I pictured his sweet face, the receiver placed carefully at his ear and the mouthpiece tucked way under his chin, when I heard his muffled voice, “I dunno.”
“Oh, come on, Noochie. There has to be something that you want for your birthday?” At the same time, I’m thinking, C’mon kid, throw me a bone here!
He was silent for a moment, but I knew he was still on the other line because I could hear his breathing and the faint dinging of letters being turned on Wheel of Fortune in the background. I appreciated that he was giving this some serious thought and braced myself for the pricetag of this gift. He then quietly responded, “I dunno…money, maybe?”
Money. Now why didn’t think of that? From a very early age, my nephew had a bit of an obsession with money. I’m not quite sure where this came from, however, I could relate as I had the same weird preoccupation with money when I was growing up. While I could definitely respect my nephew’s determination to become independently wealthy before the age of ten, I still felt somewhat defeated – Now, how can I make a personal check exciting for a soon-to-be eight-year-old boy?
And just like that, I remembered it: The Money Tree.
When my sister, Julie, turned ten-years-old, she received the most creative and thoughtful birthday gift ever. An incredibly generous and artistic mother of one of her friends made a miniature money tree complete with pennies, nickels, dimes, quarters and paper money affixed to all of the tiny branches and at the base of the tree. I think we counted about $15 dollars on the tree, which was a king’s ransom at the time. It was perfect.
When I realized that I finally had “the” gift for him, I started to giggle uncontrollably and had to get off the phone with him before I accidently spilled the beans. I also needed to get to work on my plan. Because I had noticed that Patrick was becoming increasingly serious for his young age, I decided to add another element to his gift…a whimsical, magical tale to accompany the money tree.
Over the next week, I collected parts of the gift and started to brainstorm the story behind the money tree. I went to Home Depot where I picked up two clay pots, one bag of soil and one packet of seeds. I also stopped at the bank for some coins and bills. Some branches I found in our backyard made the perfect “tree”. I decided to have two pots: one for the sowing of the “magic” seeds and the other for the finished product. The unveiling would have to be carefully coordinated with my family.
That whole week I went on and on about my brilliant idea to my colleagues. They were a little more realistic about this plan. “He’s how old?” “You’re going to tell him you found magic seeds”? “That’ll never work.” While they were skeptical of my idea, the more I talked about my story, the more I started to (sorta) believe it myself, which is half the battle when you’re telling a tall tale.
Finally, the special occasion arrived – it was March 16th, the day before St. Patrick’s Day and a week before his birthday. It was a crisp and sunny Saturday morning and I had arrived a little early, so that Patrick could open “Part One” of his birthday present before we went to his much-anticipated Pinewood Derby. He could hardly contain his excitement as he tore through all the layers of brightly colored tissue paper that had been carefully crafted into triangles and then tucked into the gift bag. He pulled out the last piece of tissue, crumbled it between his hands and stared down at the contents of the bag. Slowly, he looked up at me and said, “You’re giving me a pot for my birthday?” While he tried to hide the disappointment in his voice, it wasn’t easy. After all, Patrick wasn’t quite eight years old yet, so he didn’t have the years of experience behind him on how to gracefully accept the most disappointing gift ever. I looked him in the eyes, smiled and said, “This is not just any pot, Noochie, this one is special. Come over here and let me tell you a story.”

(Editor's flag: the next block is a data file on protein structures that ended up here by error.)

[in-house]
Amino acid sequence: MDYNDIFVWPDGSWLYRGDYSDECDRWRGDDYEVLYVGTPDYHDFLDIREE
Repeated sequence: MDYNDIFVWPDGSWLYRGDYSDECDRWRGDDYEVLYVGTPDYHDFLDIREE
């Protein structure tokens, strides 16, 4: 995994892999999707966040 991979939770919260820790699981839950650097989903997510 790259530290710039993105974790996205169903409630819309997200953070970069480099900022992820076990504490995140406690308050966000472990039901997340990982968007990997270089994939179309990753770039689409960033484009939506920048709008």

Before he could get too discouraged with the dirt-filled clay pot sitting in front of him, I led him and his little sister to the breakfast table and began the story of the “magic” seeds.
“Okay Noochie, here’s the story. You know how I was in New York for work a couple of weeks ago?” He looked up at the ceiling as he pondered my question. “Yeah, I think so.” “Well,” I continued, “One day, we were able to spend some time in the city and I decided to walk around by myself. I got lost on this tiny little side street in Chinatown….”. I continued by describing a scene that I had probably watched in an old movie at some point.
It was a dark and foggy night in the city, complete with steam billowing up from the sewer grates. All of the shops lining either side of the street were small and dilapidated. I hesitated in front of one the shops, but then decided to go inside. When I walked into the dimly lit storefront, I was hit in the face with the smell of old newspapers and books, incense and day-old fish. In the far corner, an elderly Chinese man with long white beard was sitting all by himself, smoking a pipe and carefully watching my every move. After I browsed around for a bit, I decided to leave, but before I reached the exit sign, he quietly spoke to me, “Miss, may I ask what you are looking for?” I told him that it was a special occasion. It was going to be my nephew’s 8th birthday and I had to find a gift, but not just any gift, the perfect gift. The old man paused for a moment, looked around and whispered, “I think I can help you.” He slowly got up, walked gingerly to the back of the store and came back holding a tiny envelope. The mysterious man explained that in this envelope were special seeds, magic seeds, and that if my nephew was indeed special, truly exceptional, an incredible gift would grow from these seeds. He gave me a short list of instructions and then abruptly ushered me out the door as he needed to close his shop. The next morning when I realized that I forgot pay the man for the seeds, I walked back to the little shop and stopped dead in my tracks. The shop was gone, in its place stood a much larger, brightly lit grocery store…